Podcast episode

Episode 127: Dorian Greenbaum on Porphyry and Astrology

Porphyry does some stargazing. Detail of an image from Maître François, Paris, ca. 1475, Augustine, La Cité de Dieu (vol. 1), no. 403, fol. 437v. Thanks to the Nederlandse Koninglijke Bibliotheek.

We are delighted to speak with Dorian Greenbaum, a leading historian of ancient astrology who has devoted special attention to Porphyry’s thought. We begin our interview with your host doing a recap of the various theoretical frameworks underlying practical astrology in our period – including hard fatalism, ‘soft’ or mitigated fatalism, the acausal signs theory , and the naturalistic chain-of-causes theory, following Aristotle; Dr Greenbaum then nuances and corrects this attempt at a general survey, bringing the SHWEP up to date on astrology in the Græco-Roman world (for now).

Having reminded ourselves of where we are in the history of Hellenistic astrology in the third century, we then turn to Porphyry. What kind of an astrologer is Porphyry? We discuss the sources we have for Porphyry’s astrological doctrine, most of which are fragmentary; the one that isn’t, the Introduction to Ptolemy’s Tetrabiblos, is attributed to Porphyry in the manuscript, but seems to be the product of a messy text-history. nevertheless, we can say a few things. We have no solid reason to think that Porphyry was casting horoscopes. That said, for Porphyry, astrology is important. It provides a way of mapping the kosmos through which the soul must descend into the body, and tells us about the various planetary influences that the soul thereby acquires (okay, it’s not the soul, it’s the soul’s pneumatic vehicle that takes on these planetary accretions). It also allows us to find out, whilst embodied, the nature of our guardian daimōn, a crucial bit of information for a Platonist philosopher.

Interview Bio:

Dorian Greenbaum is a historian of later antiquity, of ancient and modern astrology, and of the various interstices between these fields. Her PhD thesis (Warburg Institute) has now become the monograph The Daimon in Hellenistic Astrology: Origins and Influence, published with Brill. She currently teaches on an MA in Cultural Astronomy and Astrology at the University of Wales, Trinity St David. She has published widely on the history of astrology and related matters, some of which can be found in the Recommended Reading section below.

Works Cited in this Episode:

Primary:

  • Iamblichus on the oikodespotēs: De myst./Response to Porphyry 9.7.11–12.
  • Plato on choosing the personal daimōn before incarnation: R. X 620d8-e1: ἐκείνην δ᾽ ἑκάστῳ ὃν εἵλετο δαίμονα, τοῦτον φύλακα συμπέμπειν τοῦ βίου καὶ ἀποπληρωτὴν τῶν αἱρεθέντων.
  • Porphyry: Most of the texts discussed in this interview are fragmentary, and can be found in Smith 1993 (see below). For the Introduction to the Tetrabiblos, which seems to have at least some Porphyrian content, see Emilie Boer and Stefan Weinstock, editors. Porphyrii philosophii introductio in tetrabiblum Ptolemaei. Number V.4 in Catalogus codicum astrologorum graecorum. Lamertin, Brussels, 1940.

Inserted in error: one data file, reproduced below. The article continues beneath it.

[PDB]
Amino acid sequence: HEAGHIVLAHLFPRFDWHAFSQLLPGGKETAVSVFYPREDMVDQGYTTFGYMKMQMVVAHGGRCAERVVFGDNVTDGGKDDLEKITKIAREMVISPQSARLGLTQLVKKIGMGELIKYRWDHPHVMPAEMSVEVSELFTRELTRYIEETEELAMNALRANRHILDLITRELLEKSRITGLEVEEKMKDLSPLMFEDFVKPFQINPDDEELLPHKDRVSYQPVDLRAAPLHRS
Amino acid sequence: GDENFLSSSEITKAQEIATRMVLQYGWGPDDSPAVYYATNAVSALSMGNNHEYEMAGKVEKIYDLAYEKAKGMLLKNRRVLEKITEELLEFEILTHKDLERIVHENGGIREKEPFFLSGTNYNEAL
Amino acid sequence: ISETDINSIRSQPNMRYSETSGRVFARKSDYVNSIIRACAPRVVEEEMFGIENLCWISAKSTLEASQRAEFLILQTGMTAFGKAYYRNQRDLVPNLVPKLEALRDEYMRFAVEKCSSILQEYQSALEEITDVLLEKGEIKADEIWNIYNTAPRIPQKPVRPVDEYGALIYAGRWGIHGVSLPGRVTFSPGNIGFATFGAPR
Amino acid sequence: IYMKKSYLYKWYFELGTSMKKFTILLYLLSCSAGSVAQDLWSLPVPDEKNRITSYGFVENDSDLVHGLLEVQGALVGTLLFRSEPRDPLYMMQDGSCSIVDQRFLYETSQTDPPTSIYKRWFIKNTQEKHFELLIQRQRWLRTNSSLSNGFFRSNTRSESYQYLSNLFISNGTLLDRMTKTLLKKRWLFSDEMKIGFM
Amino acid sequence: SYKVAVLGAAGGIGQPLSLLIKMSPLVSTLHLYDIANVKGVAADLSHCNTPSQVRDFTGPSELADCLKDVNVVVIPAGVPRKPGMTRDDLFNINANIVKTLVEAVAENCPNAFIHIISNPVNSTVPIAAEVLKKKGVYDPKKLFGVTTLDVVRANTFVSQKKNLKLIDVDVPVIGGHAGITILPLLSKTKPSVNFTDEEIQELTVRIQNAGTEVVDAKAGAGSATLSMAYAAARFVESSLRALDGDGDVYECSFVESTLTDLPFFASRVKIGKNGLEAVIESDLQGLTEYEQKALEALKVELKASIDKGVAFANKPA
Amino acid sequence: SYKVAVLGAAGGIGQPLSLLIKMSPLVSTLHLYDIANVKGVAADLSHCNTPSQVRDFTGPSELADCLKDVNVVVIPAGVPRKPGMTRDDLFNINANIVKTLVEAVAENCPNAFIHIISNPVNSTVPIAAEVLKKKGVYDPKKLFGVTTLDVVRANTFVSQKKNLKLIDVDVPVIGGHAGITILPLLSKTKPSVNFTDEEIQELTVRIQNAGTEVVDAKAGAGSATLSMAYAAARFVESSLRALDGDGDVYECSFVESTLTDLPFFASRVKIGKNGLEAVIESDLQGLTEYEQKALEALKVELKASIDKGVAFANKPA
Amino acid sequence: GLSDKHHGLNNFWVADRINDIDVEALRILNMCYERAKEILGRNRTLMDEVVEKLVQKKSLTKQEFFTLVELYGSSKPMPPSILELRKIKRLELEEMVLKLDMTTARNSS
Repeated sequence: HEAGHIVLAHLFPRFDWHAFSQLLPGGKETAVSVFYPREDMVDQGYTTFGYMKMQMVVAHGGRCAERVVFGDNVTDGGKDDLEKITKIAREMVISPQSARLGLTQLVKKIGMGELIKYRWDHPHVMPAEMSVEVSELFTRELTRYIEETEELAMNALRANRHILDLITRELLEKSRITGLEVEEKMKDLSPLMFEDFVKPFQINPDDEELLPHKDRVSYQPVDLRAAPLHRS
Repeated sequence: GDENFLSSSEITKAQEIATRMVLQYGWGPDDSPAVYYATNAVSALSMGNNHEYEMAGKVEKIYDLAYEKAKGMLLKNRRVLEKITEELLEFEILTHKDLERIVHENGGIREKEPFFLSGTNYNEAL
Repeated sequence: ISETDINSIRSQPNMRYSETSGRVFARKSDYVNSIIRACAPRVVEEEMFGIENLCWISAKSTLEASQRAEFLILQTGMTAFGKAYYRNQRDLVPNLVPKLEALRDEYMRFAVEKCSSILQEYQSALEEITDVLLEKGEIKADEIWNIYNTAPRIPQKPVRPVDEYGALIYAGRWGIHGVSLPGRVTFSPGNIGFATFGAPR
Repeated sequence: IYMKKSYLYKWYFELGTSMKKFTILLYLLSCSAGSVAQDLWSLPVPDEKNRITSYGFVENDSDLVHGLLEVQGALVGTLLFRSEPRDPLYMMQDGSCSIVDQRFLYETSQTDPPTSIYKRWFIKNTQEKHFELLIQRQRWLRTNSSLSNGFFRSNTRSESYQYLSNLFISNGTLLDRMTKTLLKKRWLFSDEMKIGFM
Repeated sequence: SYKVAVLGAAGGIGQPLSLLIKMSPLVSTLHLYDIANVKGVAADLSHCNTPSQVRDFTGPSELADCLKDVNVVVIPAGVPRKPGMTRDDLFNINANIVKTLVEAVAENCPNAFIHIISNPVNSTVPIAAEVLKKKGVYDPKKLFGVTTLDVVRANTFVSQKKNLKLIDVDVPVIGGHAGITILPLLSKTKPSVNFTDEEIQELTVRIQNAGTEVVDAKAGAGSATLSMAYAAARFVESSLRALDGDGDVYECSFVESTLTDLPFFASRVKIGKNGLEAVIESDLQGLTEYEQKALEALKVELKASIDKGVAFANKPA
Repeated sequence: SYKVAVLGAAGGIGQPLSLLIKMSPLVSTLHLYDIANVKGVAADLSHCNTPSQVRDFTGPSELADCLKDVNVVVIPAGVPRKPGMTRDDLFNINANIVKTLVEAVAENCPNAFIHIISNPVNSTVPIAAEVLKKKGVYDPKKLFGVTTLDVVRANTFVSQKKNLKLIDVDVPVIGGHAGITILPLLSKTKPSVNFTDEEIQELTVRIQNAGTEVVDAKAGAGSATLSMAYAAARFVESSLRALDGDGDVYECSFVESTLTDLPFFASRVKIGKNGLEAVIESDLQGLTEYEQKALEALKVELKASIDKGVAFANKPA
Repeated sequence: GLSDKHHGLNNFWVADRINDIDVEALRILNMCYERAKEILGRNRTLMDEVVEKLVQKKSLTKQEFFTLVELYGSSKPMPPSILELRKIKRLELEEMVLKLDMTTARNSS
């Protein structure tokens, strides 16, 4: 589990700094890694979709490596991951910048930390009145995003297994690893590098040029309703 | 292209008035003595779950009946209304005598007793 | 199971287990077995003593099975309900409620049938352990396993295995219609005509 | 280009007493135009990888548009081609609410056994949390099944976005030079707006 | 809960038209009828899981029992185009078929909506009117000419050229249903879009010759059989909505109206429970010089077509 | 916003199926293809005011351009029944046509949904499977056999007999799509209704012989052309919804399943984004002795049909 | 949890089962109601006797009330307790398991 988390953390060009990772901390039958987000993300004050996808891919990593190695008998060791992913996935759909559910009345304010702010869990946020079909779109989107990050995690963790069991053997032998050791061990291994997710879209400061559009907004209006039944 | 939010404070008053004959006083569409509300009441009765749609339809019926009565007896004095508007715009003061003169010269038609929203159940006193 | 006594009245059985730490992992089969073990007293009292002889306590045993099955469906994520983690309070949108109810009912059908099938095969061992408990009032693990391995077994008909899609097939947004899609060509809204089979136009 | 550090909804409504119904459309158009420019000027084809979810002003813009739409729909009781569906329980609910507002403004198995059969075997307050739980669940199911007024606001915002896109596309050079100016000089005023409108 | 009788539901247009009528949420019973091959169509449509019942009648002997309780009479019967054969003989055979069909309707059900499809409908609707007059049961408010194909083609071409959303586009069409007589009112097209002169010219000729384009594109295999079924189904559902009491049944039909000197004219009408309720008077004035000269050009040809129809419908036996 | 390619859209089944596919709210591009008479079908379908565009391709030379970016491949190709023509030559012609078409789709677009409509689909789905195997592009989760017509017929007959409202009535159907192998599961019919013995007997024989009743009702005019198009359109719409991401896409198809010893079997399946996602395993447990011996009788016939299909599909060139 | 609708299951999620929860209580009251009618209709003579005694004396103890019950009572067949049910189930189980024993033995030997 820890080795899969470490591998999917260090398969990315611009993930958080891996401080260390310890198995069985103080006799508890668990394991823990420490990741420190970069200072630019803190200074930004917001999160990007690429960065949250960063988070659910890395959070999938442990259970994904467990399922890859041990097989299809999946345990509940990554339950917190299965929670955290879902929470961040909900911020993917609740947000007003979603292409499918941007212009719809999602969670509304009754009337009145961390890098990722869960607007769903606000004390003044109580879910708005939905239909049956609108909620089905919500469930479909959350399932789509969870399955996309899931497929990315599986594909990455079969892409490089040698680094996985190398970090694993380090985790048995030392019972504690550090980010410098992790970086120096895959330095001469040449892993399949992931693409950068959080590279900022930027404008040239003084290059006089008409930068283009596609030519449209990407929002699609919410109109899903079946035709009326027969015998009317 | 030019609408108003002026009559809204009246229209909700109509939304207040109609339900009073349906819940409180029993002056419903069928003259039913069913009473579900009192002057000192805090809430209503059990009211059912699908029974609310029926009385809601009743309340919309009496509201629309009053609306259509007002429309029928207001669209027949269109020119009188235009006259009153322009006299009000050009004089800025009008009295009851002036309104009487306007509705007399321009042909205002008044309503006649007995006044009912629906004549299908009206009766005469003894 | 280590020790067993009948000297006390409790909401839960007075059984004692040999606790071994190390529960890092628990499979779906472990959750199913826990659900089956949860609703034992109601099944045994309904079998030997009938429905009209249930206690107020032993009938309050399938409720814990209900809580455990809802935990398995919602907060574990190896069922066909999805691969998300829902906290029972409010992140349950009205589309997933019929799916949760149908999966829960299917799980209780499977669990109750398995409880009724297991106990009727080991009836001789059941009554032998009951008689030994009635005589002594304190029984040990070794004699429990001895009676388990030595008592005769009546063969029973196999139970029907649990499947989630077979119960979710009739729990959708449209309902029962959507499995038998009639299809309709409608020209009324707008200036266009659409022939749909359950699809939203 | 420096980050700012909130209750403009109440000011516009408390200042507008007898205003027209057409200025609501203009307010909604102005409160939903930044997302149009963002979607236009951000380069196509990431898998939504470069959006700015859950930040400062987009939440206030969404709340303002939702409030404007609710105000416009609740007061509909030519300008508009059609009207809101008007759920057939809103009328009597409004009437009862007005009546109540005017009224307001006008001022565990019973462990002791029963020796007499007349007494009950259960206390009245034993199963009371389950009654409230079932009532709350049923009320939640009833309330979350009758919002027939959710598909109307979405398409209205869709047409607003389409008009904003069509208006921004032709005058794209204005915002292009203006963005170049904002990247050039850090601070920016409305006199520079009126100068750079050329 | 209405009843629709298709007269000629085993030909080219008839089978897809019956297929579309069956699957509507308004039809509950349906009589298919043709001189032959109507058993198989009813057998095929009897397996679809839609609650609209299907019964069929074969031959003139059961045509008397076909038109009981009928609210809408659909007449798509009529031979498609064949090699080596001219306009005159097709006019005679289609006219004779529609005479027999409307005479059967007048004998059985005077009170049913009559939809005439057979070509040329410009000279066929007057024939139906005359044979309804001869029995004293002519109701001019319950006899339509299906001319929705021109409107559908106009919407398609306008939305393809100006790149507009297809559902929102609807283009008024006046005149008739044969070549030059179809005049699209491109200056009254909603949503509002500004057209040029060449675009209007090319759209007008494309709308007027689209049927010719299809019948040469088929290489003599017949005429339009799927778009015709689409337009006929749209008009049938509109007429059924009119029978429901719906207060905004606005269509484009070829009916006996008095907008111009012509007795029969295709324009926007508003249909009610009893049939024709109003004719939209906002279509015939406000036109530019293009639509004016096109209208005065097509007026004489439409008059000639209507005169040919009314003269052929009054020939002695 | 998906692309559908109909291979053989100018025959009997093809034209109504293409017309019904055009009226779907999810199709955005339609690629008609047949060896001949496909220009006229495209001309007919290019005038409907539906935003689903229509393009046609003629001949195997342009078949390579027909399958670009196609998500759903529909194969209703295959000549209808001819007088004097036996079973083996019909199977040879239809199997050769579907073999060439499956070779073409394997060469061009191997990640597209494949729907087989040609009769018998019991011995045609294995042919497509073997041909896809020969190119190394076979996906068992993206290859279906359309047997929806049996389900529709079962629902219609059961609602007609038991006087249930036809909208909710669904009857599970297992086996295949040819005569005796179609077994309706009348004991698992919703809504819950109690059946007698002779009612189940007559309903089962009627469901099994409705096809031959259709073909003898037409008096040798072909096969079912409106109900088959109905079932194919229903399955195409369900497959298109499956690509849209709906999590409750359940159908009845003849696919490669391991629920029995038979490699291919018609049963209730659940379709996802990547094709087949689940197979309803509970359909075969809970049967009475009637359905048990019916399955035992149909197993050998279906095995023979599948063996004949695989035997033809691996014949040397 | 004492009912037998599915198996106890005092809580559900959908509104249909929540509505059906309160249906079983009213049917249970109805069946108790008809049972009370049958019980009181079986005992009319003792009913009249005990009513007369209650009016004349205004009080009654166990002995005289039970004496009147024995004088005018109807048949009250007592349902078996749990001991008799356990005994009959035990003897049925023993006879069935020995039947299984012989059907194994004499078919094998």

• Vettius Valens on the two different outcomes which happened to the dancer: Anthology V.6.121–125.

Secondary:

  • Crystal Addey. Divination and Theurgy in Neoplatonism: Oracles of the Gods. Ashgate, Dorchester, 2014.
  • Geoffrey Cornelius. The Moment of Astrology: Origins in Divination. Wessex Astrologer, Bournemouth, 2003.
  • David Pingree. Antiochus and Rhetorius. Classical Philology 72, no. 3, 1977, pp. 203-23.
  • James Wilberding 2011: see below.

Recommended Reading:

  • Luc Brisson, Gwenaëlle Aubry, M-.H. Congourdeau, and F. Hudry, editors. Porphyre: Sur la manière dont l’embryon reçoit l’âme. Histoire des doctrines de l’antiquité classique. Paris, 2012.
  • Dorian Greenbaum. The Daimon in Hellenistic Astrology: Origins and Influence. Brill, Leiden/Boston, MA, 2016, esp. 236-78, 439-45.
  • Ibid. Porphyry of Tyre on the Daimon, Birth and the Stars. In Luc Brisson, Seamus O’Neill, and Andrei Timotin, editors, Neoplatonic Demons and Angels, pages 102–39. Brill, Leiden/Boston, MA, 2018.
  • Aaron P. Johnson. Astrology and the Will in Porphyry of Tyre. In Anna Marmadoro and Brian D. Prince, editors, Causation and Creation in Late Antiquity, page 186–201. Cambridge, 2015.
  • László Levente. Revisiting the Authenticity of Porphyry’s Introduction to Ptolemy’s “APOTELESMATICS”. Classical Philology, 116(3):392–411, 2021.
  • H.D. Saffrey and A.-P. Segonds, editors. Porphyre: Lettre à Anébon l’Égyptien. Les Belles Lettres, Paris, 2012.
  • Andrew Smith, editor. Porphyrius: Fragmenta. Teubner, Leipzig, 1993.
  • Andrei Timotin. La démonologie platonicienne. Histoire de la notion du daimōn de Platon aux derniers néoplatoniciens. Number 128 in Philosophia Antiqua. Brill, Leiden/Boston, MA, 2012.
  • James Wilberding, editor. Porphyry: To Gaurus on How Embryos are Ensouled and On What is In Our Power. Ancient Commentators on Aristotle. Bloomsbury, London/New Delhi/New York, NY/Sydney, 2011.
  • Idem. The Myth of Er and the Problem of Constitutive Luck. In Anne Sheppard, editor, Ancient Approaches to Plato’s Republic, volume 117 of BICS Supplement, pages 87–105. London, 2013.

Themes

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